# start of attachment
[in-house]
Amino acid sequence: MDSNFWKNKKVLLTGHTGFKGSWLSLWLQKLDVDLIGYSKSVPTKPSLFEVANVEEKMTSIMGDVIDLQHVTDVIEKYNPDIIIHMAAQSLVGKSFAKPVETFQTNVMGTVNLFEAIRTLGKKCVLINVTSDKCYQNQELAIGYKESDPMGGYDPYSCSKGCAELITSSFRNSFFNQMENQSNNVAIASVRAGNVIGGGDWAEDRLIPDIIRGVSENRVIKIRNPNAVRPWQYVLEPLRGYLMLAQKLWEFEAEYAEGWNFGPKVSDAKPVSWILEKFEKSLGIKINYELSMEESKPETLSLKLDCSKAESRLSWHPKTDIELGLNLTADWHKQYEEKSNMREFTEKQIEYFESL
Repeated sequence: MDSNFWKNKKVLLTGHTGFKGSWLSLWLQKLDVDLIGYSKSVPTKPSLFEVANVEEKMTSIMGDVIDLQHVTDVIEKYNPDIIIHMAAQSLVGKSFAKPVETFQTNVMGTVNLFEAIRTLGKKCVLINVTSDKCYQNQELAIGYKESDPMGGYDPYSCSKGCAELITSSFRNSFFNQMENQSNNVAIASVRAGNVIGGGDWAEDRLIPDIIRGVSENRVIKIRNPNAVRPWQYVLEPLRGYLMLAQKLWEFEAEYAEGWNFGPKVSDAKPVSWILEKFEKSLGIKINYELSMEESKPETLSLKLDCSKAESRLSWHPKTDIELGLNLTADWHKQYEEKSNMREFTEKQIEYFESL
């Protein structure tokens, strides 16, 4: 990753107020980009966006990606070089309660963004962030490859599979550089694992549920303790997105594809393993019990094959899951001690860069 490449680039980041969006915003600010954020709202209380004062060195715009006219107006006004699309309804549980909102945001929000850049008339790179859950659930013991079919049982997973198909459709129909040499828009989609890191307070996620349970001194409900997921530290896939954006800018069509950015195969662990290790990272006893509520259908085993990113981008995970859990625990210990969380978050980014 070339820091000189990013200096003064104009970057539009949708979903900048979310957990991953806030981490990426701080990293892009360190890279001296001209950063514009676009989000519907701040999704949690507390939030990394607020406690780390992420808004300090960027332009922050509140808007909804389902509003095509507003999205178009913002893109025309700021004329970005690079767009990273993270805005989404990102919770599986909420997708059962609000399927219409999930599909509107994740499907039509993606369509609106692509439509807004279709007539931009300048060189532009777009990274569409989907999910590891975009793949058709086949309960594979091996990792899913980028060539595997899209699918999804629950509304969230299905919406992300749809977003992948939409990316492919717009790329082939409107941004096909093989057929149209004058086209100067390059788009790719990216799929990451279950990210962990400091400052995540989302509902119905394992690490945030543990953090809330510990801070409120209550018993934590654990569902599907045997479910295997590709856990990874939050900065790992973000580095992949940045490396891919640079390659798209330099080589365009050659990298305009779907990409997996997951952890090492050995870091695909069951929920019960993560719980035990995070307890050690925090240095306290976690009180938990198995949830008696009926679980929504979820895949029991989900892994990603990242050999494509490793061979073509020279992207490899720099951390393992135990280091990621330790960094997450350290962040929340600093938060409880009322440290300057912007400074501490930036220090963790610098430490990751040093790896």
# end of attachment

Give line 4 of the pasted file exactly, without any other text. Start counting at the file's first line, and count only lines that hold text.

């Protein structure tokens, strides 16, 4: 990753107020980009966006990606070089309660963004962030490859599979550089694992549920303790997105594809393993019990094959899951001690860069 490449680039980041969006915003600010954020709202209380004062060195715009006219107006006004699309309804549980909102945001929000850049008339790179859950659930013991079919049982997973198909459709129909040499828009989609890191307070996620349970001194409900997921530290896939954006800018069509950015195969662990290790990272006893509520259908085993990113981008995970859990625990210990969380978050980014 070339820091000189990013200096003064104009970057539009949708979903900048979310957990991953806030981490990426701080990293892009360190890279001296001209950063514009676009989000519907701040999704949690507390939030990394607020406690780390992420808004300090960027332009922050509140808007909804389902509003095509507003999205178009913002893109025309700021004329970005690079767009990273993270805005989404990102919770599986909420997708059962609000399927219409999930599909509107994740499907039509993606369509609106692509439509807004279709007539931009300048060189532009777009990274569409989907999910590891975009793949058709086949309960594979091996990792899913980028060539595997899209699918999804629950509304969230299905919406992300749809977003992948939409990316492919717009790329082939409107941004096909093989057929149209004058086209100067390059788009790719990216799929990451279950990210962990400091400052995540989302509902119905394992690490945030543990953090809330510990801070409120209550018993934590654990569902599907045997479910295997590709856990990874939050900065790992973000580095992949940045490396891919640079390659798209330099080589365009050659990298305009779907990409997996997951952890090492050995870091695909069951929920019960993560719980035990995070307890050690925090240095306290976690009180938990198995949830008696009926679980929504979820895949029991989900892994990603990242050999494509490793061979073509020279992207490899720099951390393992135990280091990621330790960094997450350290962040929340600093938060409880009322440290300057912007400074501490930036220090963790610098430490990751040093790896």